# What does a narrow-band "point spread function" look like for long exposures from the VLT's large interferometric aperture?

In interferometric radio astronomy UV plots are the first step in understanding what a point spread function (PSF) will look like for a given location in the sky observed over a period of time. The larger the number of dishes used, the better the choice of locations for each dish (pseudo-random spiral-like ground patterns) and the longer the observation (making longer arcs in the UV plane) all help to reduce the size of the PSF and reduce any bright secondary spots within it.

Bits of a discussion in comments below the currently unanswered question Are they really sure this isn't an Airy disk? How was that ruled out? goes something like:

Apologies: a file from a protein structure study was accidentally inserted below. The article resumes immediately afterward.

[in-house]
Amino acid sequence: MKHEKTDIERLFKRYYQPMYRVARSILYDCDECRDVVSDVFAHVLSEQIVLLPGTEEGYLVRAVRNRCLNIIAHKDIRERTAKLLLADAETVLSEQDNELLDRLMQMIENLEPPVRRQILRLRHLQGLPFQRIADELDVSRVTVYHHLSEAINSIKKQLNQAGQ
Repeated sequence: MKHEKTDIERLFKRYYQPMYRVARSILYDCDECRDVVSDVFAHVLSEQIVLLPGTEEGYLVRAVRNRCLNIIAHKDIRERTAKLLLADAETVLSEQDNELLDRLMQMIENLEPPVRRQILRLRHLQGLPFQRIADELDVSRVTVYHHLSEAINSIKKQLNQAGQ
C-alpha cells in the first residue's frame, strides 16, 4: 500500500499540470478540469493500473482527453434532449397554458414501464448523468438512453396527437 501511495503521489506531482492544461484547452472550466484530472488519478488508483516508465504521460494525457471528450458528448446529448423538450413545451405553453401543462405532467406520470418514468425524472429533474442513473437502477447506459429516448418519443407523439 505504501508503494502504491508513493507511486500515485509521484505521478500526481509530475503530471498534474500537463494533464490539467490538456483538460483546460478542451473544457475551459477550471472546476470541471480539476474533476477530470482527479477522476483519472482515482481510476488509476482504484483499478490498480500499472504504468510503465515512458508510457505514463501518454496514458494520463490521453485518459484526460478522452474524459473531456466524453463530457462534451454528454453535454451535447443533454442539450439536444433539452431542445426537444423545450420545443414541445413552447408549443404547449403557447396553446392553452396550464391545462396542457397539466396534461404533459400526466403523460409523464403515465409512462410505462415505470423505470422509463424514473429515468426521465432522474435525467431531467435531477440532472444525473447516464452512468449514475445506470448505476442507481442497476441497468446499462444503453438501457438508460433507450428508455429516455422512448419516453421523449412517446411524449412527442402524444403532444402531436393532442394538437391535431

I think part of the answer is that interferometric point-spread functions generally do not look like the PSF of single-aperture telescopes, with a circular, symmetric Airy disk.

and

where the image is built up over several nights from several different sets of three1 "holes" rather than interfere them all at once, (they move the telescopes around in between) and I don't know know how they synthesize that to get one image.

Question: So I'm now wondering, with the VLT's large but sparse interferometric aperture (there are only four primary telescopes though I think there are some secondary (auxiliary) telescopes that feed into the interferometry as well): What does a "point spread function" look like for long exposures?

1should be four2 I think, plus those auxiliary telescopes

2No, three was right for that image, hat tip to astrosnapper

• I. Can't. Resist. Point spread: Chiefs -3 (-105), Buccaneers +3 (+105) Feb 4 at 0:38
• The image linked in the previous question was made with AMBER a previous generation beam combiner and instrument which only supported 3 telescopes/beams. The current instruments MATISSE, PIONIER, GRAVITY support combining 4 beams. Feb 4 at 18:34
• – uhoh
Jun 24 at 1:07